Content that resonates is key, there is no argument. I’ve always said just make great content, and you’ll get the views/likes/subscribers you were hoping for.
In the content world today, that’s not entirely true. Content is still key, but realizing the content context is also huge. Where people are consuming it, why they think they should and how they were referred to it plays a huge part. We have the UnScientific proof.
Last year, we shared a clip of my “Millennial Rant” on the UnMarketing Facebook page. One of the things about this new video landscape on Facebook is that 85% of videos are watched with the sound off so we also added closed-captioning, so people could see what I was yelling on stage.
The Canadian Competition Bureau announced that, among other things, Bell Canada will be fined $1.25 million for encouraging employees to leave reviews of their app. Also, “Bell has indicated that it will sponsor and host a workshop to promote, discuss and enhance Canadians’ trust in the digital economy, including the integrity of online reviews.”
No word on if they will ask us to run the workshop 🙂 Now we wait for our next Bell bill, which may include an extra million dollar up charge.
A little while ago, I felt like the old man on his front porch when it came to social media.
I reminisced about the old days, when people were on Twitter to talk to other people. When Facebook friends were actual friends.
I kept telling people/brands to get off my lawn, to stop automating, and filling my feeds with junk.
Then I realized it. I created the noise. I auto-followed back the first 32,000 people that followed me without context or relevance. I accepted every friend request on Facebook to make up for my lack of popularity in high school. I accepted every connection on LinkedIn for the vanity metric of a lot of connections.
Scruffy Duffies, a bar in Plano Texas thinks domestic violence is funny. I’m going to let Courtney Joye Williams explain what happened in her own words, but I was going to add “especially after what just happened in California” but you know what? Regardless of what’s in the news, “never” is a good time to joke about an issue such as this:
“On Saturday May 24th, 2014, a few friends and myself were out celebrating a couple of birthdays. Having things to do the next day, I wasn’t drinking myself, but the rest of them were having a great time.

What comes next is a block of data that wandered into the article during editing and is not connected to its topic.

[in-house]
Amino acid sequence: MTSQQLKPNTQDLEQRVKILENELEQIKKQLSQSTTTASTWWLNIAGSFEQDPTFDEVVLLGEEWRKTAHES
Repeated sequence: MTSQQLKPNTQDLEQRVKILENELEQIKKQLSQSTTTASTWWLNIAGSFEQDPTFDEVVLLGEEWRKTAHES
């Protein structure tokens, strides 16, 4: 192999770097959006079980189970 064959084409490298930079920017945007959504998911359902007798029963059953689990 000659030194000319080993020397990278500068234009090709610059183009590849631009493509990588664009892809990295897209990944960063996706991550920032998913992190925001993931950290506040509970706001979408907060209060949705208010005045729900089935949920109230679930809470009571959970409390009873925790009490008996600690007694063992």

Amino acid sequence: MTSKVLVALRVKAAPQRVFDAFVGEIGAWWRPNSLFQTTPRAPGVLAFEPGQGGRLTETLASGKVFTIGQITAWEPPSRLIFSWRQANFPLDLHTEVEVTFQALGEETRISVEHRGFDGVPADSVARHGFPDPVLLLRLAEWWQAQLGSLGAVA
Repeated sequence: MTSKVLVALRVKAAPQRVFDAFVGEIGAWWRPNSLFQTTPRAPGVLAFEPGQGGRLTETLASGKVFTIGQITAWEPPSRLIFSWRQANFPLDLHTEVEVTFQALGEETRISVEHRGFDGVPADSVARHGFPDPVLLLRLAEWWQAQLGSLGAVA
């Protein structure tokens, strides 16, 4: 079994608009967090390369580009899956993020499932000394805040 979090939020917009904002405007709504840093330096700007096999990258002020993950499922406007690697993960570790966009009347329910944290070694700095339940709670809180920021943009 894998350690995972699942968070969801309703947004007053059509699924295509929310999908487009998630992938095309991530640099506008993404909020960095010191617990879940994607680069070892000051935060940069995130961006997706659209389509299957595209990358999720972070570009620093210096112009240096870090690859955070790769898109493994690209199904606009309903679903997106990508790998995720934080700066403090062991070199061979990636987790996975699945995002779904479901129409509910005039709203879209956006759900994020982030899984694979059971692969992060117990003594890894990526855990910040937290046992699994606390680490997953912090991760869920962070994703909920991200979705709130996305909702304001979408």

Tying in promotions to a holiday is a tradition, but come on:
It seems the Global Village Store in Duluth Minnesota thinks this is a good tie-in. When I phoned them to confirm just now, they excitedly said “Yep!! All black items are on sale!”
On this historic day, 50 years ago, one of the greatest speeches in history was given. “I Have A Dream” by Dr. Martin Luther King Jr was spoken. It gave me chills when I heard it for the first time when I was 8, and it still does today.
So why not celebrate this historic day, by making it about golf?!
“All tweets are my own.”
That’s the most dangerous thing you could ever say in social media. I see it in social bio’s all the time. Heck, a lot of companies make it a policy that if you’re going to be on social media, you must use a disclaimer so that everybody knows whatever you say is not official word from “the” corporation. Like, you taking a pic of your chicken noodle soup isn’t endorsed by Acme Corp.
“All tweets are my own and not a reflection of my employer.”
I live on the road, in hotels and airports. While some people keep suitcases at the back of their closets, I live out of mine.
So when I read about the Genius Pack on USAToday.com I was excited to try it out! I trusted the site, and the suitcase was exactly what I’d been looking for. I ordered one that day.
The case arrived quickly and had all the compartments and fancy add-ons I had hoped for (better pockets, phone charger built in, dirty laundry compartment). I was a happy customer and decided to tweet about it.
I’ve been cleansing for the past week. Not one of “those” cleanses that your friends post about on Facebook that makes you cringe, but an inbox cleanse. I’m trying to clear my inbox and stay on top of it. I was at 1800+ a few days ago (emails that needed attention) to 140 now. One of the things I’ve been doing is unsubscribing from almost every newsletter I’ve been on. Only a select few have survived from the dozens, if not 100+ I was on. Why did they stay? Recognized, Relevance, Relationship.
I recognized the sender and remember signing up in the first place.